UK banks can withstand deeper economic shocks, says Bank of England
Banks in the UK can deal with a shock that is much worse than economic problems caused by Covid-19 and still continue to lend, the Bank of England has found.
The country’s biggest lenders have enough capital buffers to get them through the crisis, after building them up since the 2008 financial crisis.
The Bank’s Financial Policy Committee said that banks would be able to shoulder around £200 billion in credit losses, and have only provisioned for £20 billion of loan losses so far.
It would take a 15% unemployment rate, house prices dropping by nearly a third, and a severe global economic shock before credit losses exceed what the banks can absorb.
The committee also said that it would allow lenders to reduce their so-called countercyclical capital buffer – a type of rainy day fund – to 0% for at least another year.
During good times, banks are required to build up a capital buffer that can be drawn on during uncertainty.
The required buffer was first removed in March to free up money, as signs emerged that Covid-19 would ravage the economy.
This unlocked around £10 billion, the central bankers estimate, enough money to support around £190 billion of lending to people and businesses.
Two months ago, governor Andrew Bailey told lenders that their “capital buffers are there to be used”, amid fears that bank bosses might be holding on to the cushions. Friday’s decision should give them more confidence to do so.
However, as of yet the banks are still far above the levels where they might need to use that final buffer, Sam Woods, the deputy governor for prudential regulation said.
“It hasn’t really hit us yet, is the truthful answer,” he said.
“Having said that, when banks do get close to their buffers, we do worry about whether the way the system is set up encourages them sufficiently to go into them.”
The committee also said that most of the risks a potential no-deal Brexit poses to the UK’s financial stability have largely been mitigated. The financial system has had time to prepare for potential Brexit outcomes.
However, the report said: “Financial stability is not the same as market stability or the avoidance of any disruption to users of financial services.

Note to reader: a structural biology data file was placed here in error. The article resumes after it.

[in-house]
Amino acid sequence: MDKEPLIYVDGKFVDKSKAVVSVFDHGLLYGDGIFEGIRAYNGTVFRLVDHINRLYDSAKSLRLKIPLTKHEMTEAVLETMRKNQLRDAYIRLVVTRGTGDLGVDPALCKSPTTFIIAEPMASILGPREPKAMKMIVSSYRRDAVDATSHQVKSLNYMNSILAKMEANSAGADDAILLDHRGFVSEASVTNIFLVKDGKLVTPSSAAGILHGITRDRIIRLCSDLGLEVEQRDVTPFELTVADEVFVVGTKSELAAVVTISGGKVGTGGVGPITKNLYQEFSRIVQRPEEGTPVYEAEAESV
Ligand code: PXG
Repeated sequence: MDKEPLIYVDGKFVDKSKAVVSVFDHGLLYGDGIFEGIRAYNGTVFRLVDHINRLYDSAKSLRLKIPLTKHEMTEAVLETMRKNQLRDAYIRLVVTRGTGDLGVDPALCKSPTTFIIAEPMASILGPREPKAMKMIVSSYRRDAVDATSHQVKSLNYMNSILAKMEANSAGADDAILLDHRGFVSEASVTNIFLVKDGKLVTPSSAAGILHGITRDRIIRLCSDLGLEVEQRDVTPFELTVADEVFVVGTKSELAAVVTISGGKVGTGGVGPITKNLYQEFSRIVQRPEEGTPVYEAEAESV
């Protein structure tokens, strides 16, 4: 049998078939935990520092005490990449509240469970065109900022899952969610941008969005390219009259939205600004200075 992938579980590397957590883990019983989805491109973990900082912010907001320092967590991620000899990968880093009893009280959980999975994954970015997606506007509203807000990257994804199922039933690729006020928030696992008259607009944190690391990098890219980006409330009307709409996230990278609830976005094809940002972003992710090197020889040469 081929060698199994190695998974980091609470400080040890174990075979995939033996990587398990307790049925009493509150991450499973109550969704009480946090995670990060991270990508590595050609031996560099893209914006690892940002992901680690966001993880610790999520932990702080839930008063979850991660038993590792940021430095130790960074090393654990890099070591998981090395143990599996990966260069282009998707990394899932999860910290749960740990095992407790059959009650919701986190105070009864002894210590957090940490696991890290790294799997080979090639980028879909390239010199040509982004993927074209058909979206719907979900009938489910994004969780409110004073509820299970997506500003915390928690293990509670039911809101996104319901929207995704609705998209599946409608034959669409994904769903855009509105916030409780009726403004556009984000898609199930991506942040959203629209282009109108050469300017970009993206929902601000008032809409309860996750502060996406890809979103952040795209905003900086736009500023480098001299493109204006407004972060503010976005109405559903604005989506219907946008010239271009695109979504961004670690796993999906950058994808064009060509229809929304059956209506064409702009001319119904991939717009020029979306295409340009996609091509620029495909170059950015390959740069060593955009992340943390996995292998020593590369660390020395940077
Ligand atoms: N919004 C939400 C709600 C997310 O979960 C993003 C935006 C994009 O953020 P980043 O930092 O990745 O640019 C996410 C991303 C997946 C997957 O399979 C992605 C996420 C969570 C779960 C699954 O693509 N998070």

“Some market volatility and disruption to financial services, particularly to EU-based clients, could arise.”
Asked to expand on this, Mr Bailey said his officials have “a lot” in their armoury if a no-deal Brexit sparks a similar market shock to what happened in March.
Mr Bailey, who repeatedly stressed he was not predicting such a market reaction, said: “We have a very substantial array of responses that we can take, and in any situation like that we will put them to work.”
The December report would normally include an annual stress test. However in March the Bank decided to cancel the test for the first time since it was launched in 2014. Resources were needed to support businesses through the pandemic.
Last year the Bank found that all of the top lenders in Britain would be able to weather the worst-case scenario, which simulated a no-deal Brexit or a financial crisis which cut deeper than the 2008 crash.
Now, a year later, it looks like both these scenarios could be realised.
Brexit talks are set to come to a crunch this weekend, with a no-deal still on the table.
Meanwhile, the Covid-19 pandemic pushed the economy to its worst quarter since records began in 1955 earlier this year, shrinking GDP by more than 20%.
So far banks have been keeping money flowing to millions of British businesses. Despite some complaints from business owners, the lenders have pumped more than £65 billion into the economy as part of three Government-backed loan schemes.
Unlike 2008, the banks have not seemed to show any major strain from the exercise. The risk they are taking is smaller than for usual loans, as the Government has promised to cover the bank between 80% and 100% of the loan amount if the borrower is unable to pay.